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Ron Sanda stands near the sign announcing that his practice has relocated

Annals of Medicine

"Small practices are at a great disadvantage," said physician Ron Sanda.

by Jan Schlain

From the June, 2017 issue

Sanda should know: after thirty-three years as a solo practitioner, in January he gave it up to become one of nearly 500 doctors in St. Joe's giant multi-specialty practice, IHA.

Sanda came to Ann Arbor in 1981 from Chicago to do his residency at St. Joe's and stayed to open his own primary-care practice. More than thirty years ago, he rented an office at the back of St. Joe's urgent care center at Maple and Miller. "I wanted to practice the way I thought medicine should be practiced," he recalls in a phone interview. His patients parked steps away from his front door, where his small staff greeted them by name. With the urgent care center in the same building, "if an X-ray was needed, for example, they could walk over and have it done without having to get back into their car."

Joe O'Neal, founder of O'Neal Construction, has been Sanda's patient for more than twenty years. "I've been outliving my doctors," jokes O'Neal, eighty-four, "at least their practices." When he asked St. Joe's to recommend a doctor who understood runners, they recommended Sanda.

"I'm used to his mantra," O'Neal says by phone. "Eight glasses of water a day, fruits, vegetables. We may talk about Obamacare or a building I'm building, but he is very focused, very businesslike."

"I practice what I preach," says Sanda. "I'm a true believer in diet, exercise, stress management." He also believes in "providing all the basics" and thoughtful, personal service to a diverse group of patients ranging from lifelong townies to high flyers, literally--he does physicals for pilots. One former patient, auto exec and Road & Track columnist Bob Lutz, gave Sanda a ride in his jet. "He likes to go fast," Sanda says.

O'Neal especially appreciated that Sanda would regularly "open two or three phone lines to take calls from patients for free. He'd answer the phone himself," says O'Neal, amazed. "He'd say, 'I'll be with you in

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a minute,' and he'd put you in queue until he had answered the call that came before."

But last year, Sanda's cozy world went topsy-turvy. St. Joe's closed the urgent care clinic when IHA opened its big new building on Jackson Rd., and Sanda needed to find another place to practice. Though he wasn't ready to retire, neither was he in a position to make a long-term investment in a new space.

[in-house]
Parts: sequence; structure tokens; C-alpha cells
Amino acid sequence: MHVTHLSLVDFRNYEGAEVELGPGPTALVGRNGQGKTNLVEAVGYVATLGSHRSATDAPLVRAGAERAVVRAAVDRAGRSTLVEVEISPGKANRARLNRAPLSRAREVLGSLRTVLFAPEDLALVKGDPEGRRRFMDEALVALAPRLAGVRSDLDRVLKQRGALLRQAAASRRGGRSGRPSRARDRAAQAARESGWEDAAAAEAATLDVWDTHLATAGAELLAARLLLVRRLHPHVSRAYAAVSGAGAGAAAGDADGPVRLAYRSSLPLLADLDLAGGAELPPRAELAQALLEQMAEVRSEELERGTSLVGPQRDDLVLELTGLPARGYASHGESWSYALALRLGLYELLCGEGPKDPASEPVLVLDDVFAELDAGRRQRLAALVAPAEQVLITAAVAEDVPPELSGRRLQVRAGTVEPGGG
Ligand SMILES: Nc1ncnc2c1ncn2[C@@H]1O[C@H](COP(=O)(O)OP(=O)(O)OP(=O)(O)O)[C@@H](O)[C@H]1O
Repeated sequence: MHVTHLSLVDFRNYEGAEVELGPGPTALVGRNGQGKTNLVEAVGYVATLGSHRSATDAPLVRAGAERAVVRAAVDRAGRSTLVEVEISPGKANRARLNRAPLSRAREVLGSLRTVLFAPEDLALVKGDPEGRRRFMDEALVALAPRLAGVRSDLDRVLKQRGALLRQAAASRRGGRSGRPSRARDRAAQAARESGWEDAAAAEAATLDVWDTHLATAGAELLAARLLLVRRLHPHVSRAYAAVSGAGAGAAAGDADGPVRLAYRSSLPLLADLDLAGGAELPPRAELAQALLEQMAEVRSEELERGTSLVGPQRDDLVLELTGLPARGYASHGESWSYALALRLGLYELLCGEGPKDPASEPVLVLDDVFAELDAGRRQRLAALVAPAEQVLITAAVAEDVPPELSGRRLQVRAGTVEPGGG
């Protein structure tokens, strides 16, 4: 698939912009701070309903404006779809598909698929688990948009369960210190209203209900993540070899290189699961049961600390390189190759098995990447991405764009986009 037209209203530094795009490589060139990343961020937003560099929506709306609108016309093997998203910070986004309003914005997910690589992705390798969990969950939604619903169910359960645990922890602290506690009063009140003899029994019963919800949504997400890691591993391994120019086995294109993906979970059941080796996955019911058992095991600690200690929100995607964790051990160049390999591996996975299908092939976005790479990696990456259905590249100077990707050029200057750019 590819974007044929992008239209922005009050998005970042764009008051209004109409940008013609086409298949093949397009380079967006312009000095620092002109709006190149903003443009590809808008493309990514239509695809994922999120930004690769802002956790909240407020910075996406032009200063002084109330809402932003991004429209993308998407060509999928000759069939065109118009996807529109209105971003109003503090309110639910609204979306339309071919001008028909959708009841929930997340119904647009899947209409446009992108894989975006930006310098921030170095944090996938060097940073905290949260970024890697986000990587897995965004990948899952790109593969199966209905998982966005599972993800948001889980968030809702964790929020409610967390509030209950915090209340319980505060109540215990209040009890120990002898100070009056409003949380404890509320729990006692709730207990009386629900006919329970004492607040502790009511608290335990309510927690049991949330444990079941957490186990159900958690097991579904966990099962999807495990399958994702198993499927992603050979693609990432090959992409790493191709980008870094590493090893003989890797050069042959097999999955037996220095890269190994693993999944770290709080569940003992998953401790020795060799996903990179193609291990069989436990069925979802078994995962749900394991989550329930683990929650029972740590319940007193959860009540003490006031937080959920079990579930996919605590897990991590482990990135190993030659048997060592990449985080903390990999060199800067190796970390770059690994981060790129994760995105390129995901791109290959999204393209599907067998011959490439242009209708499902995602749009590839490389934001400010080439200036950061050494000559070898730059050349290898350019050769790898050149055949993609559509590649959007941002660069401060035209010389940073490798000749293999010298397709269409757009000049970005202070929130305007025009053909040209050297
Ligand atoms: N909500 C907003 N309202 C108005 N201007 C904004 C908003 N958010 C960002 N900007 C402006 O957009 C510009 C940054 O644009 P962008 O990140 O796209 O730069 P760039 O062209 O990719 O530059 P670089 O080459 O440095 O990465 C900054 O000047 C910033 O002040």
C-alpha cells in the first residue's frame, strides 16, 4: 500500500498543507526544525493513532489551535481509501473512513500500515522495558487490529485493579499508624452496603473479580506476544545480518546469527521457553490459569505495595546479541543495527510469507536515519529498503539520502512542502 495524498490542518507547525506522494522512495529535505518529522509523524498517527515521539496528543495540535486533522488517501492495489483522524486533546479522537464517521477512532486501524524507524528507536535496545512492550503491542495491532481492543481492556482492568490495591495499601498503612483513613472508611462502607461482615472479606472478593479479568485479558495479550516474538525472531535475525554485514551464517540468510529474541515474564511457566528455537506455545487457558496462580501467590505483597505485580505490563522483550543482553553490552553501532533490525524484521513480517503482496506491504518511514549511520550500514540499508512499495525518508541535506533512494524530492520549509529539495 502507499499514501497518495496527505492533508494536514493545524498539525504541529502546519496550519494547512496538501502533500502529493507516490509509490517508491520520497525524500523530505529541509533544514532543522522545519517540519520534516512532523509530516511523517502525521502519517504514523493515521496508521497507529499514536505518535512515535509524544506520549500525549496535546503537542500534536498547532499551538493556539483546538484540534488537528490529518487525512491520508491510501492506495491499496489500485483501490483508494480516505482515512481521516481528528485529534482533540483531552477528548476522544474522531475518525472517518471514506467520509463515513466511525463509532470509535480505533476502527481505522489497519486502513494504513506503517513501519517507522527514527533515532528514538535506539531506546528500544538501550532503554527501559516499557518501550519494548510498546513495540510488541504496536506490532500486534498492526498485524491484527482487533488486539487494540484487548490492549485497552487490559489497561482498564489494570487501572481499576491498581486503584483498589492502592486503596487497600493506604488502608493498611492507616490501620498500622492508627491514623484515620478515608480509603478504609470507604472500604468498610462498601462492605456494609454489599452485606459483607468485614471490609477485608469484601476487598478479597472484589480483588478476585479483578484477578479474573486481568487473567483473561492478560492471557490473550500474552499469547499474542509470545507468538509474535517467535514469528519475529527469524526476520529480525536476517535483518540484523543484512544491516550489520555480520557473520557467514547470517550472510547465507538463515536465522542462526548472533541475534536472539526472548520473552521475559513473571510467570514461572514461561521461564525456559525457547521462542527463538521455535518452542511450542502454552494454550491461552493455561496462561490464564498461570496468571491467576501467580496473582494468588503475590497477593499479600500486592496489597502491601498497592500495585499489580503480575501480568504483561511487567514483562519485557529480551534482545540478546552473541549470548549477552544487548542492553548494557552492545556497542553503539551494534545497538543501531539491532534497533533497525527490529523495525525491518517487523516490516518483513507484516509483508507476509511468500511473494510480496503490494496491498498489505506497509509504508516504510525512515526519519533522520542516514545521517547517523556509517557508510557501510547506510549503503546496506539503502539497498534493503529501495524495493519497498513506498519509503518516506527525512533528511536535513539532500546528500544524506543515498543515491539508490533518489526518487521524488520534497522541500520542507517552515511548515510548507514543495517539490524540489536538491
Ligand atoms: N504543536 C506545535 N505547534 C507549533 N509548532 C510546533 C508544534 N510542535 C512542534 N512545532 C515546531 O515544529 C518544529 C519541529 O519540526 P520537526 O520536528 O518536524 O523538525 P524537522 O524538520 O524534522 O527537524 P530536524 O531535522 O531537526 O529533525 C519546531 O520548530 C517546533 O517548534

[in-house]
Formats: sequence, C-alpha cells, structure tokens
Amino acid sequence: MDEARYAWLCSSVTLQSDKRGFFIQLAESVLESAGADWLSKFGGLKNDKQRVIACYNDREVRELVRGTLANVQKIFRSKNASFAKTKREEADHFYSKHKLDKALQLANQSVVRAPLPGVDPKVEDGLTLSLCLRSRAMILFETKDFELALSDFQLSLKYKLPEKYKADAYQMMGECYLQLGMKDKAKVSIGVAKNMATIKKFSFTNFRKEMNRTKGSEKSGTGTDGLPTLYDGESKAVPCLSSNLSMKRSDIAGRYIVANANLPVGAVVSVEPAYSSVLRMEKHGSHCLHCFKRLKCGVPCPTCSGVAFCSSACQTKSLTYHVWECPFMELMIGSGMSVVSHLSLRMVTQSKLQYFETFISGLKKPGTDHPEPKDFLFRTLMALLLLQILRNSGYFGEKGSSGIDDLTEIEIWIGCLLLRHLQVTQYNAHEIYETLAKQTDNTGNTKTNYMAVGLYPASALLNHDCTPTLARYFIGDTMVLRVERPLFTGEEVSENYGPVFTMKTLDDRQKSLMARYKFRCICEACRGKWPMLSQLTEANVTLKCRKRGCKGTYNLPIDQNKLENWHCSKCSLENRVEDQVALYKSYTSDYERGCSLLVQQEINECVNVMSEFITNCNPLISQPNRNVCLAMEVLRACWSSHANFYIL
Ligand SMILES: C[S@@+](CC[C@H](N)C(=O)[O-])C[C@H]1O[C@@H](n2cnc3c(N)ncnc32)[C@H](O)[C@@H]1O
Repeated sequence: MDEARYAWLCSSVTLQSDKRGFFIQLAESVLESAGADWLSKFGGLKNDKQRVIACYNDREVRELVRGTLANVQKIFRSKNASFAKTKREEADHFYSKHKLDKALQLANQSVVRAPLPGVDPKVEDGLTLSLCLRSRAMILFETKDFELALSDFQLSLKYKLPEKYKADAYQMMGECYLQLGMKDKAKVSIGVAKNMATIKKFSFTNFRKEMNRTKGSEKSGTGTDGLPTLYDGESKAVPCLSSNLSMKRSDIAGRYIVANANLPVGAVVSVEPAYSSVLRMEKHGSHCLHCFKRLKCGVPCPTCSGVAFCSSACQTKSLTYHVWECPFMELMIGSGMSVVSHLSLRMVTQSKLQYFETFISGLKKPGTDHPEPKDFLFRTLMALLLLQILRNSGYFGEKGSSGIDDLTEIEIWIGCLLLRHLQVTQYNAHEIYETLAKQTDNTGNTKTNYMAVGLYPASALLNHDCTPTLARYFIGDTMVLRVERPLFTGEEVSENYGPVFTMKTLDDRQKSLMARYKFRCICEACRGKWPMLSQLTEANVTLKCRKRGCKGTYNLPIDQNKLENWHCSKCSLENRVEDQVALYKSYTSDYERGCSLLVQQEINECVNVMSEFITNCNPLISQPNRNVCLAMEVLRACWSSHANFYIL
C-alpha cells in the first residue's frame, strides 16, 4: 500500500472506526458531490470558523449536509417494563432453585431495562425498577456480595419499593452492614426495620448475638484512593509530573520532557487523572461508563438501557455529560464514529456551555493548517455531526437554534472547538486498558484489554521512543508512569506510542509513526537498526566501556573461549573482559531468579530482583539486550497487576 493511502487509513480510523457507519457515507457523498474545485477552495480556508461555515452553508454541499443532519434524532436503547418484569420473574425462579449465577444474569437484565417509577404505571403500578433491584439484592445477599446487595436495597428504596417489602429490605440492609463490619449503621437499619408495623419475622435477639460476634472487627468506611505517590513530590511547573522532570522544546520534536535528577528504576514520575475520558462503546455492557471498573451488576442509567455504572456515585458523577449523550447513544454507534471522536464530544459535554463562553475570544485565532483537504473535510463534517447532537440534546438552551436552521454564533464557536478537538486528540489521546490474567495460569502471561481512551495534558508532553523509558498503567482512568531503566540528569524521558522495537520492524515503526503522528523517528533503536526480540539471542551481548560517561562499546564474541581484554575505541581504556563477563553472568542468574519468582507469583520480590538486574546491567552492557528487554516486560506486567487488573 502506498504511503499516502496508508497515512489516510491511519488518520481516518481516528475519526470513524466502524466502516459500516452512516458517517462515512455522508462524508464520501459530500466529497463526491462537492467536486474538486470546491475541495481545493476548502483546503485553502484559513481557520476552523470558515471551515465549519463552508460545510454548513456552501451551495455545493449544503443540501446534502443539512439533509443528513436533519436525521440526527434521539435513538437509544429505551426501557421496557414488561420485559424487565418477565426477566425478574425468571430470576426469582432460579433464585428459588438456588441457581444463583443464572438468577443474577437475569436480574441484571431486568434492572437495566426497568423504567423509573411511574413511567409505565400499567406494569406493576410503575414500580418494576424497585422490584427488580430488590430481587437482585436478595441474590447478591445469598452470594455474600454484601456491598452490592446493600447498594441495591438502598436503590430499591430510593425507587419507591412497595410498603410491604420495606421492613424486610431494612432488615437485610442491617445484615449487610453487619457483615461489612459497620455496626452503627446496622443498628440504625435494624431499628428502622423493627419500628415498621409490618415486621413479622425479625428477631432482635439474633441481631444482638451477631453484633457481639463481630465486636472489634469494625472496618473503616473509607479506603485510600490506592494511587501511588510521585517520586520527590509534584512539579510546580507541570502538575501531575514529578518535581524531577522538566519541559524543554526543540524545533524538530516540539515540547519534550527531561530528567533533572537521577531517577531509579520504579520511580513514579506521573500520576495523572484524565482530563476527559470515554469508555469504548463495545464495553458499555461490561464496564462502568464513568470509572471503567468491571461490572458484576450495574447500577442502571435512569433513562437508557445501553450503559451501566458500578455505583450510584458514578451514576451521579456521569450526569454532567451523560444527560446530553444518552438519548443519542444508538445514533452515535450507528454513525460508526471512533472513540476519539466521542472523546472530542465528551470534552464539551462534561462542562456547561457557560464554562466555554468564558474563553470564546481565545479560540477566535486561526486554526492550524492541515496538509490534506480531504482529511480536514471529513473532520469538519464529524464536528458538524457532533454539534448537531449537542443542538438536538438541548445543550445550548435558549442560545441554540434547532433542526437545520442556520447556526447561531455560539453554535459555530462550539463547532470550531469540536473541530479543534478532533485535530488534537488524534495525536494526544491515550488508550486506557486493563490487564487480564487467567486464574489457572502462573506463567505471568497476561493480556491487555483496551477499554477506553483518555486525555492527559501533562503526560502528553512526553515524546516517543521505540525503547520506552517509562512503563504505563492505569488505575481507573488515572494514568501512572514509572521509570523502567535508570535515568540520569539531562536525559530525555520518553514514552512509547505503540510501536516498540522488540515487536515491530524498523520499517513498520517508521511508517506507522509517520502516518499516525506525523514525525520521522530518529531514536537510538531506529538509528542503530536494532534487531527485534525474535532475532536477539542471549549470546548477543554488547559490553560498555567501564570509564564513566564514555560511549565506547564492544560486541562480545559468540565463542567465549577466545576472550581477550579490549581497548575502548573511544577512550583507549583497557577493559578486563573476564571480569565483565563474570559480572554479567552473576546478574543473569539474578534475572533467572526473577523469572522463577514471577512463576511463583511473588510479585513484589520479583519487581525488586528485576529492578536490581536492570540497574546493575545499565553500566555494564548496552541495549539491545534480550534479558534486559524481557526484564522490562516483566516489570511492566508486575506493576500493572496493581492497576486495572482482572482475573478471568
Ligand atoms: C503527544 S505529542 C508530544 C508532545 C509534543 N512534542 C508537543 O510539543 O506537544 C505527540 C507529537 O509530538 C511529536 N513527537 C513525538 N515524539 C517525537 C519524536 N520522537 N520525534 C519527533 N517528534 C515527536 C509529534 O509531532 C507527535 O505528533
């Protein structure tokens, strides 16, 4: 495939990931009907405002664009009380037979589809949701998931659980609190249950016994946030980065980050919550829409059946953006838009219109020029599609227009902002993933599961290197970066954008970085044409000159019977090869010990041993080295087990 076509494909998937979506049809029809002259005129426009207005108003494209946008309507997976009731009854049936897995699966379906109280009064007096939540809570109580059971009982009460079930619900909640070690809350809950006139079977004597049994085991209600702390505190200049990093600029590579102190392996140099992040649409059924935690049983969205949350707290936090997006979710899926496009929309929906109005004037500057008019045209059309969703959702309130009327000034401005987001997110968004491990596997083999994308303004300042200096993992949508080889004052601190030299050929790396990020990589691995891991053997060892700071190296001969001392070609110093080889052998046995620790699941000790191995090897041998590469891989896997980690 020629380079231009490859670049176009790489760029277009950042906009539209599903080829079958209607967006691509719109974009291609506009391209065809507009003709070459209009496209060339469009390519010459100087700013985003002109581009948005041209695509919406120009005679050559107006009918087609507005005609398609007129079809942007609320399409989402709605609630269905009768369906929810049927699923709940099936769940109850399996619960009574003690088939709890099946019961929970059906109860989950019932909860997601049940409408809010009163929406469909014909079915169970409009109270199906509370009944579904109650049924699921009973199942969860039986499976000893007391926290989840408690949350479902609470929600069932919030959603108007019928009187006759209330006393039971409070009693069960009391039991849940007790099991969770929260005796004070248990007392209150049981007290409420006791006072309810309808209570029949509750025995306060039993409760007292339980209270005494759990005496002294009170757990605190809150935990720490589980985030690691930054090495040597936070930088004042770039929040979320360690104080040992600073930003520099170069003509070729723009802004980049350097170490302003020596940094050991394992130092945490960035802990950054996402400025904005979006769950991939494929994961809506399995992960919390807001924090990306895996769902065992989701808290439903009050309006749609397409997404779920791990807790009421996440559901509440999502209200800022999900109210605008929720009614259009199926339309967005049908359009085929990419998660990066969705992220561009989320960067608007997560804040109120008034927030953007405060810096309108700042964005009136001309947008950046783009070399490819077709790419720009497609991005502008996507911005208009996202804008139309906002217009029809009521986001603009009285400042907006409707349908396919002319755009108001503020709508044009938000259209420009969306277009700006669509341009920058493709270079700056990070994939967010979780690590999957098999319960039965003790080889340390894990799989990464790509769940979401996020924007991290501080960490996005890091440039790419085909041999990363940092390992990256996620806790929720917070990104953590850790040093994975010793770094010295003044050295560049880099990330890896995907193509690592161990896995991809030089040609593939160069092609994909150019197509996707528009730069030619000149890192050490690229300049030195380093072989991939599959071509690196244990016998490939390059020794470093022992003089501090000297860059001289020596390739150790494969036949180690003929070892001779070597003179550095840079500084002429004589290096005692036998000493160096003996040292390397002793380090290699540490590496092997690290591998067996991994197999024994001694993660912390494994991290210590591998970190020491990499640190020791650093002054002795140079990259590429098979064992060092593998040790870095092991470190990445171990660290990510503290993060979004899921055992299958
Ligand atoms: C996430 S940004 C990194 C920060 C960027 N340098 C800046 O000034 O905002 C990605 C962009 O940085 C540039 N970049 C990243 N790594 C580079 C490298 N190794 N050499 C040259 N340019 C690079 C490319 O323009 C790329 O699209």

O'Neal was the second-to-last patient Sanda saw at his solo practice and one of the first who followed Sanda to IHA's WestArbor Medical Center. He says the time they spent together felt the same, but the office experience didn't. "The new is all corporate," he says. "Lots of forms, which I never did fill out and never turned in."

Sanda had to learn a new record-keeping system, including "doing a lot of work on the computer before your patient even leaves the examining room." He doesn't like the fact that the people who schedule appointments not only don't know his patients by name, they don't have a clue about how much time they're likely to need. And he was "far more in control" in his private practice. "You could make decisions very rapidly. I could operate lean and mean," he says.

Though he keeps in touch with the staff from his private practice, only one, medical assistant Melanie Figueroa, came with him to IHA. On average, he sees about 320 patients a month. IHA would like him to see 400. "I tend to disagree with that number, but we'll see how that goes," he says. He's currently on salary, but after two years his income will depend on how many patients he sees.

The new center has far more extensive medical support services than the old walk-in clinic. On the healthy living side, Sanda texts, "They have nurses who do the Medicare wellness exams. When [they're] not overwhelmed, there are patient managers who can help patients get home care, help with finding resources to affordable medications, etc."

Sanda says some of his patients came to him from corporate practices, so "they were not happy I was joining a group." Some asked him for referrals to other private local practices, but he knew of none left to suggest.

For those who stayed and his new IHA patients, he vows, "I will not change how I try to treat my patients."

---

From Calls & Letters, July 2017"

"I read with great interest your article entitled 'Annals of Medicine' in the June 2017 issue of the Ann Arbor Observer," wrote Eric Straka, a physician with Partners in Internal Medicine. "In the penultimate paragraph, Dr. Sanda was asked to recommend other private local practices but 'he knew of none left to suggest.'

"I wanted to set the record straight and notify your readers that we have a thriving internal medicine practice with a total of 8 providers and a full-time staff of 30+ employees. We have an office in Ann Arbor and one in Canton that serve over 36,000 patients in Southeast Michigan."    (end of article)

 

 
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